Companies like Transfer To, NaoBTC, RippleFox, and ICICI Bank are integrating with the Stellar network to enable cross-border money transfers.
The official website of Tezos defines it as “an open-source blockchain protocol for assets and applications backed by a global community of validators, researchers, and builders.” It is associated with a computerized token known as a tez or a tezzie. It is a decentralized ledger which makes use of blockchain technology designed to support smart contracts and dApps using Michelson as its language. Token holders gain a reward for engaging in proof-of-stake consensus mechanism in lieu of mining it.
Tezos works similarly to its counterparts like NEO, Ethereum, ICON and many other blockchain platforms. But some of its vital features help it to stand out of the crowd. One such feature is its self-rectifying cryptographic ledger, which can grow as per the requirements without getting forked every so often. It is also economical.
Hyperledger Fabric is a project of Hyperledger, the intent of which is to use a modular architecture to build Blockchain-based solutions or applications. The scalability of the architecture singles it out from other blockchain solutions as it enables the network designers to plug in their preferred components like membership services and consensus. The framework of Hyperledger Fabric is configured for permissioned networks, allowing familiar identities to be involved within a system. The participants within this network should be approved and should have credibility in the capital to participate in the Blockchain.
Hyperledger Sawtooth was launched by the Linux Foundation and assisted by IBM and Digital Asset. It is an enterprise-grade and modular platform intended for developing, deploying and running distributed ledgers, hence enabling digital records to be maintained without a central authority. Its consensus mechanism is Proof of Elapsed Time (PoET), which enables it to integrate with hardware security solutions, known as “trusted execution environments” and Intel’s newly launched Xeon processor is one of its applications.
Hyperledger Sawtooth is Hyperledger’s second open-source blockchain platform to integrate with an enterprise-ready 1.0 version.
Hedera Hashgraph platform is a secure, fast and fair platform that does not require computing a heavy proof of work algorithm. It provides a new form of distributed consensus as it authorizes and allows developers to build an entirely new class of scalable decentralized applications.
The governing body of the Hedera Hashgraph platform is The Hedera Hashgraph Council. The provisions made in Hedera’s governance ensure that no member or small group can have extreme influence or control over the entire body.
It offers an optional mechanism that allows “binding arbitration,” so the smart contracts are deployed with a list of the public key of arbitrators that can be edited to fix bugs or add new features. If an appointed arbitrator agrees on the revision/alteration of a smart contract, the transaction having a new bytecode is sanctioned by the arbitrator’s keys and the change is implemented.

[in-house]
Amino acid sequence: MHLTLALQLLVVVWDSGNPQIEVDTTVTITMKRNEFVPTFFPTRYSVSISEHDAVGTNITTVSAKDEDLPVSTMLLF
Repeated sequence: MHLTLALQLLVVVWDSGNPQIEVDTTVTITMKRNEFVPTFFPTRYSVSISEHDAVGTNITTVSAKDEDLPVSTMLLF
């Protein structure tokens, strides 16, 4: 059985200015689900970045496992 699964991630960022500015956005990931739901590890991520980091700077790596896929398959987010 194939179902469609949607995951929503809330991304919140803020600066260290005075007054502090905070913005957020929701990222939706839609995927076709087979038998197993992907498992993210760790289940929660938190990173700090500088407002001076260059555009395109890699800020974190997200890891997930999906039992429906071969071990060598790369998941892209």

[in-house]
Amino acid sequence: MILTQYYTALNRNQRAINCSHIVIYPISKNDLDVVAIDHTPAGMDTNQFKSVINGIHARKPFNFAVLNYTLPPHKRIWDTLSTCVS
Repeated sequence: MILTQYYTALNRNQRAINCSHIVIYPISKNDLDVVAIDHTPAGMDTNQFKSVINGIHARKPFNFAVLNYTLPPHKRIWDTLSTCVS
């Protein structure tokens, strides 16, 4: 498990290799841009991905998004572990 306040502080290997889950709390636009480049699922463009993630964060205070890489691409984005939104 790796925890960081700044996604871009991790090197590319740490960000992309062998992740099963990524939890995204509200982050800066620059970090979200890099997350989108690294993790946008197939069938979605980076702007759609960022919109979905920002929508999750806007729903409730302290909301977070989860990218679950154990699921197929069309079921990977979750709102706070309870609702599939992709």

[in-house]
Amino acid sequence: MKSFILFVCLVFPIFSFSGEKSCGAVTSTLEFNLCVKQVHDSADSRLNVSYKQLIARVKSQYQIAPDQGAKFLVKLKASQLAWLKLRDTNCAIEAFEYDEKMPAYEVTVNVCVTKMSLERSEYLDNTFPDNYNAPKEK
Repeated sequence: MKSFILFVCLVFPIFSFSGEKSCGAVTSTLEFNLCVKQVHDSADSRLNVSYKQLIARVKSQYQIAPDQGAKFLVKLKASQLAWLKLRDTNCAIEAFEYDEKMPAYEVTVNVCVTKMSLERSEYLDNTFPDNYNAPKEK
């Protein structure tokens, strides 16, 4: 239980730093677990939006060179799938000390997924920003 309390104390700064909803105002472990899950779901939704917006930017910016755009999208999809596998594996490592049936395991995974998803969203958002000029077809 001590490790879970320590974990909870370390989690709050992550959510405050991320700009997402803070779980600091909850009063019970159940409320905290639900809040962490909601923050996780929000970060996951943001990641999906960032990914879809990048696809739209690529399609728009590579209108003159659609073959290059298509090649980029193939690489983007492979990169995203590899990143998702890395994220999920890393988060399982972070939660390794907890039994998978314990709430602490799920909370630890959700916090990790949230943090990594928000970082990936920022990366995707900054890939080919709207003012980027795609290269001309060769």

Ripple was discovered in 2012. Its aim is to link payment providers, digital asset exchanges, banks and corporate via the blockchain network “RippleNet” without any charge-backs. It enables global payments through a digital asset called “XRP or Ripple.” It is now one of the various popular cryptocurrencies like Ether and Bitcoin.
It is built on the advanced blockchain technology, is more scalable and faster than other blockchains. It uses voting based on probability to achieve consensus between nodes.
Presently, it has more than 100 customers and around 75 clients in different stages of commercial deployment primarily across three use cases, i.e., minimizing liquidity costs (xRapid), sending payments across multiple networks (xVia), and cross-border payments (xCurrent).
Ethereum was established in late 2013. It is an open-source, Blockchain-based distributed computing platform. Ethereum is widely recognized for running smart contracts on a custom-built blockchain. Every node within the network has to run an EVM (Ethereum Virtual Machine) implementation.
Ethereum is a public blockchain platform (hence permissionless) and is built for limited access against mass consumption. Currently, Ethereum works on a Proof of Work-based consensus platform, which is relatively slower with regard to speed. However, it may shift its consensus protocol to Proof of Stake in the near future.
The native cryptocurrency of Ethereum is called Ether, used for stoking the Ethereum ecosystem. A developer who builds applications using Ethereum has to pay charges in Ethers, for executing transactions and running apps on the Ethereum network.
Blockchain is a very innovative technology with newly found applications in multiple industries. Its benefits have helped businesses adopt efficient security measures along with better organization to enhance their workflows and customer satisfaction. As more and more people are learning about blockchain technology, they are willing to invest in it to shift their businesses to high quality functioning with the help of blockchain applications.
To understand how blockchain technology can be applied to multiple industries across the globe, contact our team of blockchain experts and discuss your requirements.